“Why does it take so long to buy a house?” is a question we are asked a lot.
The answer can come down to a few or a combination of different factors. Sometimes the best place to explain why it takes so long to buy a house is to go through the different stages involved in a purchase and how long they’re likely to take (although the estimations here are only very rough estimates based on our experience).
On average, the entire process should take between 6 and 12 weeks to complete once you’ve found your dream home. This start point is very important. Finding your dream home is likely to be the longest part of the process. It can easily take as long as a year depending on your budget and where you want to live.
You should also be prepared that in an active market, you could lose the first home you set your heart on because someone else has made a higher offer or pushed their bid through more aggressively. This is often referred to as ‘gazumping’.
Once you find the home you want to buy, you’ll need to secure your mortgage. This should take around 2 to 4 weeks.
This is usually straightforward as long as you have the required deposit and the means with which to repay your loan. If you need help making your application you can ask a mortgage broker or financial adviser for help.
We would always suggest you secure – or get as close to securing – your mortgage at the start of your search. This means that when you find your dream home, you can put in an offer immediately. Your offer will also be taken much more seriously (or, in some cases, only accepted) if it comes with a recognised mortgage provider’s agreement in principle (AIP).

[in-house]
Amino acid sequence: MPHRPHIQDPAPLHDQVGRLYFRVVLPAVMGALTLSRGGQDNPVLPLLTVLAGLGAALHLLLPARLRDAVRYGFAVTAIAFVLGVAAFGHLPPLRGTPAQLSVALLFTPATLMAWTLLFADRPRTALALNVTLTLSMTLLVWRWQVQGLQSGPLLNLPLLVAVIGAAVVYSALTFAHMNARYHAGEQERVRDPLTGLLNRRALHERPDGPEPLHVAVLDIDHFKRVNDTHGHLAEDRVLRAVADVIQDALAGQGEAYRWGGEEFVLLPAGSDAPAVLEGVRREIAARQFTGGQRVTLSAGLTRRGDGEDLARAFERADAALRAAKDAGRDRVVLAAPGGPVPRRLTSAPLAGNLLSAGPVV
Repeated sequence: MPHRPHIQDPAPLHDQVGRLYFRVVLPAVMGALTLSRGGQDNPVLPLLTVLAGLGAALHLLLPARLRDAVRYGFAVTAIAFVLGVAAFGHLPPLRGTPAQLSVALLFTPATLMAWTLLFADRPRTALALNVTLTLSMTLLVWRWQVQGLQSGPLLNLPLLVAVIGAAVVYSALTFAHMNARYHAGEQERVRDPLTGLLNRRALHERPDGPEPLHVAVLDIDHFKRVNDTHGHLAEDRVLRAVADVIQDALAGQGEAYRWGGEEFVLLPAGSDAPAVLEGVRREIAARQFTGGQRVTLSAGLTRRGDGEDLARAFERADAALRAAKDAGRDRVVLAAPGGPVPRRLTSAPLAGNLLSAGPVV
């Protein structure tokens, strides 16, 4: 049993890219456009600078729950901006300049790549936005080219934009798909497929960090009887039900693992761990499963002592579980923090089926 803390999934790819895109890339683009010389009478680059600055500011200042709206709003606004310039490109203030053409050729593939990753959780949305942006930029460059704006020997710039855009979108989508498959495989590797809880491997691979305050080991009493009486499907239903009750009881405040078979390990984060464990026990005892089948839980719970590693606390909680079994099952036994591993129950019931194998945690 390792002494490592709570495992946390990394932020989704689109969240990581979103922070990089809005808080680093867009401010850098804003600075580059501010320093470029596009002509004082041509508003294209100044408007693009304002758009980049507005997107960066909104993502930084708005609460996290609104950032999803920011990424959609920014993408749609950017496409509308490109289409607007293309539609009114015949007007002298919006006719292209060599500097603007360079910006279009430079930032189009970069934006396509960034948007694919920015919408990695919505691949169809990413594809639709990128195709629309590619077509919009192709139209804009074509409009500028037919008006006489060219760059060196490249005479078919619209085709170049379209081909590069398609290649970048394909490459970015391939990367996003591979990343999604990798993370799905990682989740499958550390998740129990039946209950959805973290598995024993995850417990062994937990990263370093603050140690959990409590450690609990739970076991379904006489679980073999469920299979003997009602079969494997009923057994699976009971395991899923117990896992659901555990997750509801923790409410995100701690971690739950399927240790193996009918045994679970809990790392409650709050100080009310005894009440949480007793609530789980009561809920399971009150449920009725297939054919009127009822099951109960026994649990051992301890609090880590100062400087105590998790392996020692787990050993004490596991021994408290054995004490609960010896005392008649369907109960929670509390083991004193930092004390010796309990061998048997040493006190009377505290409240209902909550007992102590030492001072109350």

Most lenders will give you your AIP within days of your application and it will usually remain valid for three months.
If you are considering buying a new build, it’s important you discuss the validity of your mortgage. Unexpected delays can occur on new developments. You should make sure your lender will continue to honour your mortgage offer in case you need to update your application.
You then need to make an offer. This usually takes around a week to be submitted, negotiated and accepted.
Making an offer can be daunting, especially if it’s the first time you’ve done it. It is actually surprisingly easy to do.
All you need to do is call or email your estate agent with your offer and they’ll pass it on to the vendor. Then you will receive one of three responses over the next day or two. Your offer will either be accepted, rejected or met with a counter offer. If it is a counter offer, you will then need to negotiate with the vendor (via your agent) until you reach a mutually acceptable figure.
Many people will make an offer under the asking price. If you wish to make a lower offer, we’d suggest you clearly outline the reasons to help the vendor understand why you are unwilling to pay the full asking price.
Once your offer has been accepted you need to instruct a conveyancer. A conveyancer is just another word for a property lawyer … like me!
Our job is to help with the legalities. We will check out every aspect of the property and supporting paperwork. We’ll run the required requests for information, look at survey findings, manage the exchange of contracts, and finally, deal with the completion of your purchase.
How long this takes depends on the property, the seller and the specific circumstances surrounding the transaction. There’s no hard and fast number unfortunately.